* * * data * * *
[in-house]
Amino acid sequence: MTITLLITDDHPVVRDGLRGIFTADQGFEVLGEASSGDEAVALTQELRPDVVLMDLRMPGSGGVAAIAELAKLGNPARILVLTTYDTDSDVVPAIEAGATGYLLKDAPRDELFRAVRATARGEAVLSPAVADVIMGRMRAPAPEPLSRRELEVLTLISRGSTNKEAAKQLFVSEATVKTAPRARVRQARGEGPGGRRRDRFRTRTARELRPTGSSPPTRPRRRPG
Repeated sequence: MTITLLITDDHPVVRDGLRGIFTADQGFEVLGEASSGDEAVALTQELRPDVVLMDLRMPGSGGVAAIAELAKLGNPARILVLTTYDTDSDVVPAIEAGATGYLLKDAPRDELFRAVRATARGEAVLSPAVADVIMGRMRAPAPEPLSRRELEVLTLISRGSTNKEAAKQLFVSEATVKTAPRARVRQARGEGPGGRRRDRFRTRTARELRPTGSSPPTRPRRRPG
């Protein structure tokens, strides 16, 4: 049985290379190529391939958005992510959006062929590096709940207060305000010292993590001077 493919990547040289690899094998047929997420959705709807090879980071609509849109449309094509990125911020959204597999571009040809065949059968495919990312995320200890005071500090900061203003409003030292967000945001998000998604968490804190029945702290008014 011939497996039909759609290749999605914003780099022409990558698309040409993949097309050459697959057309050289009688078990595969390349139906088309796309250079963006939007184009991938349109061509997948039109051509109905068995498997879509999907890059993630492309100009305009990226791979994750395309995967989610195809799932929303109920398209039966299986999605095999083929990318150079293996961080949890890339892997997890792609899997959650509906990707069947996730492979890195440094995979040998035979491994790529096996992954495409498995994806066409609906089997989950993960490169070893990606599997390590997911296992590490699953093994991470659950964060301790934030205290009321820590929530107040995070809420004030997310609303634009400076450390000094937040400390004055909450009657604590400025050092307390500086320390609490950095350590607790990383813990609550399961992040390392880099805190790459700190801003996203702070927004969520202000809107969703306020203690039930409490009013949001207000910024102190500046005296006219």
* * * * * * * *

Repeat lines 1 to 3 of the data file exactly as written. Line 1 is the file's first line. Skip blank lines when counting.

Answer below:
[in-house]
Amino acid sequence: MTITLLITDDHPVVRDGLRGIFTADQGFEVLGEASSGDEAVALTQELRPDVVLMDLRMPGSGGVAAIAELAKLGNPARILVLTTYDTDSDVVPAIEAGATGYLLKDAPRDELFRAVRATARGEAVLSPAVADVIMGRMRAPAPEPLSRRELEVLTLISRGSTNKEAAKQLFVSEATVKTAPRARVRQARGEGPGGRRRDRFRTRTARELRPTGSSPPTRPRRRPG
Repeated sequence: MTITLLITDDHPVVRDGLRGIFTADQGFEVLGEASSGDEAVALTQELRPDVVLMDLRMPGSGGVAAIAELAKLGNPARILVLTTYDTDSDVVPAIEAGATGYLLKDAPRDELFRAVRATARGEAVLSPAVADVIMGRMRAPAPEPLSRRELEVLTLISRGSTNKEAAKQLFVSEATVKTAPRARVRQARGEGPGGRRRDRFRTRTARELRPTGSSPPTRPRRRPG